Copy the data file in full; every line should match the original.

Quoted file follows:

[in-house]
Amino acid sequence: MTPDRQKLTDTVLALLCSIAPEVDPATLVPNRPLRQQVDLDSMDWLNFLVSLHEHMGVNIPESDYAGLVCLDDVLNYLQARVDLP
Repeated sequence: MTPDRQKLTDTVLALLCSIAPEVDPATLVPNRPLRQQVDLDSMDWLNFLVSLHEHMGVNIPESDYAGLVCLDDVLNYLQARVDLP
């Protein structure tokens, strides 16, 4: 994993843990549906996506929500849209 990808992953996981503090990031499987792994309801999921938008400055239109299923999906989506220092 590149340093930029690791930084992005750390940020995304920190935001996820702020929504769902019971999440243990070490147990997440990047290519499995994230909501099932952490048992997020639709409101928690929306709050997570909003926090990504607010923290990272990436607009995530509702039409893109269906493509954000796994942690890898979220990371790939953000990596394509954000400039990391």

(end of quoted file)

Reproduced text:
[in-house]
Amino acid sequence: MTPDRQKLTDTVLALLCSIAPEVDPATLVPNRPLRQQVDLDSMDWLNFLVSLHEHMGVNIPESDYAGLVCLDDVLNYLQARVDLP
Repeated sequence: MTPDRQKLTDTVLALLCSIAPEVDPATLVPNRPLRQQVDLDSMDWLNFLVSLHEHMGVNIPESDYAGLVCLDDVLNYLQARVDLP
């Protein structure tokens, strides 16, 4: 994993843990549906996506929500849209 990808992953996981503090990031499987792994309801999921938008400055239109299923999906989506220092 590149340093930029690791930084992005750390940020995304920190935001996820702020929504769902019971999440243990070490147990997440990047290519499995994230909501099932952490048992997020639709409101928690929306709050997570909003926090990504607010923290990272990436607009995530509702039409893109269906493509954000796994942690890898979220990371790939953000990596394509954000400039990391």